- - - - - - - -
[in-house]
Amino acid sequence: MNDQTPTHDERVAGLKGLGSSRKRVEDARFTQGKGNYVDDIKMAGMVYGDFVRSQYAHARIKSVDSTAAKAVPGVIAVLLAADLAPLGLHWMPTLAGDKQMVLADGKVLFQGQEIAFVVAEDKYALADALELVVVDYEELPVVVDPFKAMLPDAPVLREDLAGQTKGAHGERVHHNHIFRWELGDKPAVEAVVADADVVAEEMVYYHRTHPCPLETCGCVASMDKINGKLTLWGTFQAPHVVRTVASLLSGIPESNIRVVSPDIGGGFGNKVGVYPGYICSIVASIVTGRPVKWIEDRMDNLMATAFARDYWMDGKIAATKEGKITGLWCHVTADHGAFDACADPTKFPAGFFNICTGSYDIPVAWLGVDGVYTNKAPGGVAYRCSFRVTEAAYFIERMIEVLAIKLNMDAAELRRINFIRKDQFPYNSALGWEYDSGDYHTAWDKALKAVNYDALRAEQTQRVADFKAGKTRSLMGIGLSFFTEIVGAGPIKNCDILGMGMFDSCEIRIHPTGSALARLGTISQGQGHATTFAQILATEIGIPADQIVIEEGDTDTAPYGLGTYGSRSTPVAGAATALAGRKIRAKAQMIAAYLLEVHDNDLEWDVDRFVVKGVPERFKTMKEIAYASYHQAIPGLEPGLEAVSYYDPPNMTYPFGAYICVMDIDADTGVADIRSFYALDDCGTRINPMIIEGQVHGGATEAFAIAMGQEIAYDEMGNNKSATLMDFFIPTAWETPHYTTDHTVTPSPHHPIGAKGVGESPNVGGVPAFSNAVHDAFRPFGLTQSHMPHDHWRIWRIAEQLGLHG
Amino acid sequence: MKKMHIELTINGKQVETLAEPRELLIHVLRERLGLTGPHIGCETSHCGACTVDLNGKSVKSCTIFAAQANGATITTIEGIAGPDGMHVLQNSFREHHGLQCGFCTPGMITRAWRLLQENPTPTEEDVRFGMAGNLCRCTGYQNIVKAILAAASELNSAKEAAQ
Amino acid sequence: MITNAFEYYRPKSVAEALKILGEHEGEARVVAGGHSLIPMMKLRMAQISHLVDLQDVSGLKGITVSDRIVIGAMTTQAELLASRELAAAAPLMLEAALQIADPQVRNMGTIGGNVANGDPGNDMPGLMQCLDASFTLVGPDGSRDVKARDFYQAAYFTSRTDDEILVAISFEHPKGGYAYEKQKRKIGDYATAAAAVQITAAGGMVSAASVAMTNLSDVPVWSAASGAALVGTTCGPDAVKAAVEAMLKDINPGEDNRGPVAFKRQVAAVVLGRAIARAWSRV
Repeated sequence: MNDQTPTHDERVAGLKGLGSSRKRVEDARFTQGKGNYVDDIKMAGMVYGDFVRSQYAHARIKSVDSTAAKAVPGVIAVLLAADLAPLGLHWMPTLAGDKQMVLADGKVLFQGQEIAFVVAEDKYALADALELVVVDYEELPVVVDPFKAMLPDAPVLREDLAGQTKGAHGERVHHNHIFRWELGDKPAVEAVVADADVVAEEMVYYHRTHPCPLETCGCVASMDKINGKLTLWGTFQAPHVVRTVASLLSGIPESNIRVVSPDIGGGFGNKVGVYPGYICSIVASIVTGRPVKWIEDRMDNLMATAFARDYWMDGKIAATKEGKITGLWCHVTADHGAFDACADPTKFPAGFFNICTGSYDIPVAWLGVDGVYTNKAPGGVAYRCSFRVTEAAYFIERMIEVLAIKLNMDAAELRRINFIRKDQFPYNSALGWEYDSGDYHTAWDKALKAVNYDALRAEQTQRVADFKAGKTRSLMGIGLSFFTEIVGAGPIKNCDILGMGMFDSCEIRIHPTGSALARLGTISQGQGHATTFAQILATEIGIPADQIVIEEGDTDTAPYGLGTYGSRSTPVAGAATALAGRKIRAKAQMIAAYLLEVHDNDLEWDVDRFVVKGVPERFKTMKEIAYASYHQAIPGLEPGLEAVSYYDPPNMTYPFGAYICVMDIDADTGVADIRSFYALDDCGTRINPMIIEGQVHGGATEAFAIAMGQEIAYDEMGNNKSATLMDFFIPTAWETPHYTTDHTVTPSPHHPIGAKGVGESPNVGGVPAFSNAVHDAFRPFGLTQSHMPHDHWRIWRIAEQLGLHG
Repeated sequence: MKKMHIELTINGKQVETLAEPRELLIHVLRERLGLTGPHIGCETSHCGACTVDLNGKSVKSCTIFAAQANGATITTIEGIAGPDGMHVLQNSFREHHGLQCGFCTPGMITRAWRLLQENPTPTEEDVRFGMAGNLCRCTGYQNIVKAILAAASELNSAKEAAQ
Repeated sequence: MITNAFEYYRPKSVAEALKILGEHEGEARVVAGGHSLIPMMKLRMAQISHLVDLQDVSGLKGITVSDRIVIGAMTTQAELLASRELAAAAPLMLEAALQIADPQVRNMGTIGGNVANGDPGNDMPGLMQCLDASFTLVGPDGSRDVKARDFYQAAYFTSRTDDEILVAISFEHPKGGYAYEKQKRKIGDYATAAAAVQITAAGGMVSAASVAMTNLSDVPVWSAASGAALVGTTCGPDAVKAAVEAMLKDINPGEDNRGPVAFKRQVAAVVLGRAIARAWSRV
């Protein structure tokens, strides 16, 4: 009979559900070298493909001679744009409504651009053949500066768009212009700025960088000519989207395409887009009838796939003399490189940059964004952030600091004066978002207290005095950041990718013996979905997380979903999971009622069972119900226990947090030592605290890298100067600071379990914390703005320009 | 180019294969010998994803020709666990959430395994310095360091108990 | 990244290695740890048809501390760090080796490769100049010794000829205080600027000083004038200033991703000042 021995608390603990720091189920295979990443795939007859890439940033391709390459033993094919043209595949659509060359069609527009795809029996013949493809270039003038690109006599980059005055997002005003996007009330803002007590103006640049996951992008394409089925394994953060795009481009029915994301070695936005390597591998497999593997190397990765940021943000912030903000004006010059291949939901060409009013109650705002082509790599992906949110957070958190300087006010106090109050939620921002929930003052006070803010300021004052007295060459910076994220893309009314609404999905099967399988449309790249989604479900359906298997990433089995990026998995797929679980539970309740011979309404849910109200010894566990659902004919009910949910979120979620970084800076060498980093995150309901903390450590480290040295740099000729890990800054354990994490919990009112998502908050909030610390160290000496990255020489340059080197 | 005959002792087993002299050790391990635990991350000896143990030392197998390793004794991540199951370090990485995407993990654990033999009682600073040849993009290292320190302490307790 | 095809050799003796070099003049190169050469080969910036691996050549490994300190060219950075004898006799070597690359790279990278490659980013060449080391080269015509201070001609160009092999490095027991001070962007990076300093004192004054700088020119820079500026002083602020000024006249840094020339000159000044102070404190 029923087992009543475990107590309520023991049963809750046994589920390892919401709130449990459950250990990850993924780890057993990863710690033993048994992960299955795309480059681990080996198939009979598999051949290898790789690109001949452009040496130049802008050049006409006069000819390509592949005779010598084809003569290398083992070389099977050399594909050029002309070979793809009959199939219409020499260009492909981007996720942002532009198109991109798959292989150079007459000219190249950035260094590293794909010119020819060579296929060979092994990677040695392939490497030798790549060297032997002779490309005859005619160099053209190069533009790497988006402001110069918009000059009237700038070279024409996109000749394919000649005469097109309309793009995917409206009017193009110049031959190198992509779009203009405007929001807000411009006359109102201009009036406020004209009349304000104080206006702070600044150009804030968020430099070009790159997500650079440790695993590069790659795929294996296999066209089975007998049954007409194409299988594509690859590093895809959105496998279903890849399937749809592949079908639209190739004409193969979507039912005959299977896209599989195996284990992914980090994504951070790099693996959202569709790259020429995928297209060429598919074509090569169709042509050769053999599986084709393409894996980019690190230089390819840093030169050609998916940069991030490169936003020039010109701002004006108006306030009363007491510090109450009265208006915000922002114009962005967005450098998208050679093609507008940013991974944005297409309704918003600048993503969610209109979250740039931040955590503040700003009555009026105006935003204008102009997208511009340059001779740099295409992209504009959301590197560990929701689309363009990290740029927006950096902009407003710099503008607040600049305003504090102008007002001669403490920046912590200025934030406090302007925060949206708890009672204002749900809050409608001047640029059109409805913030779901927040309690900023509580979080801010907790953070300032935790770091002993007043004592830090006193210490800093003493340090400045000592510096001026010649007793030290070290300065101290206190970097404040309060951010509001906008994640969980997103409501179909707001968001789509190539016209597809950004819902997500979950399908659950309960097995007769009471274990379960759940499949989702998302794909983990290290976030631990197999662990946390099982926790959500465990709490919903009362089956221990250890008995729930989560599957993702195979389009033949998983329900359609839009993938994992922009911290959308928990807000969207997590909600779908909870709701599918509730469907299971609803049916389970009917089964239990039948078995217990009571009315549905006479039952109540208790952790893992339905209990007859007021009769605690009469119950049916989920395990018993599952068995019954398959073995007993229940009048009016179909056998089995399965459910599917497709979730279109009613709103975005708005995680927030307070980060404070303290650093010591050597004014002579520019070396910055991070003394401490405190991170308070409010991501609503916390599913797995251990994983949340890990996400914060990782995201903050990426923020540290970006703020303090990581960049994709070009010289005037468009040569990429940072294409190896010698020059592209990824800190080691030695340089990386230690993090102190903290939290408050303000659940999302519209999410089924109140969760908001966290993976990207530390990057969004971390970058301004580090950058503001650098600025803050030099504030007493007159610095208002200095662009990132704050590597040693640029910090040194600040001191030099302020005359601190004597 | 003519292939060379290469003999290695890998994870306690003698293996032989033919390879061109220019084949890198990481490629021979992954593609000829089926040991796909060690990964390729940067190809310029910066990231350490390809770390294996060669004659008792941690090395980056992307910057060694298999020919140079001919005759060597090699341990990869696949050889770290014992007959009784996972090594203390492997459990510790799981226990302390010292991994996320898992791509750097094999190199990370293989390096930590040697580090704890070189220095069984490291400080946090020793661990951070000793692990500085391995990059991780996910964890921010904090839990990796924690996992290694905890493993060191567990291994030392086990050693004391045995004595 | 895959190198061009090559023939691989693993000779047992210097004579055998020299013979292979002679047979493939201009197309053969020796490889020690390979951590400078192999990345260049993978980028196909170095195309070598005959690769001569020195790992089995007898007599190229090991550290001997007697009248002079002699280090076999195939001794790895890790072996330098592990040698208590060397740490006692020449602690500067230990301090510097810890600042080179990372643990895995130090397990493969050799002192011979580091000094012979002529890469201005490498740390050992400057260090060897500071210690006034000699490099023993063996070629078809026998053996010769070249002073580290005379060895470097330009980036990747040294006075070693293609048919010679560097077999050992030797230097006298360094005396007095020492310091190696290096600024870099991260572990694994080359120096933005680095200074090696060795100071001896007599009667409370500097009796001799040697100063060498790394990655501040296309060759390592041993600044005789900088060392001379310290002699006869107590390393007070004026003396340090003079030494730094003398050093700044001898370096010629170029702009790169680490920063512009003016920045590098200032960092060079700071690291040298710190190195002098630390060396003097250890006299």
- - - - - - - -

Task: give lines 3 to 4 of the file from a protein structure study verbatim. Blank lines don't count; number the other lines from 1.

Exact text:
Amino acid sequence: MKKMHIELTINGKQVETLAEPRELLIHVLRERLGLTGPHIGCETSHCGACTVDLNGKSVKSCTIFAAQANGATITTIEGIAGPDGMHVLQNSFREHHGLQCGFCTPGMITRAWRLLQENPTPTEEDVRFGMAGNLCRCTGYQNIVKAILAAASELNSAKEAAQ
Amino acid sequence: MITNAFEYYRPKSVAEALKILGEHEGEARVVAGGHSLIPMMKLRMAQISHLVDLQDVSGLKGITVSDRIVIGAMTTQAELLASRELAAAAPLMLEAALQIADPQVRNMGTIGGNVANGDPGNDMPGLMQCLDASFTLVGPDGSRDVKARDFYQAAYFTSRTDDEILVAISFEHPKGGYAYEKQKRKIGDYATAAAAVQITAAGGMVSAASVAMTNLSDVPVWSAASGAALVGTTCGPDAVKAAVEAMLKDINPGEDNRGPVAFKRQVAAVVLGRAIARAWSRV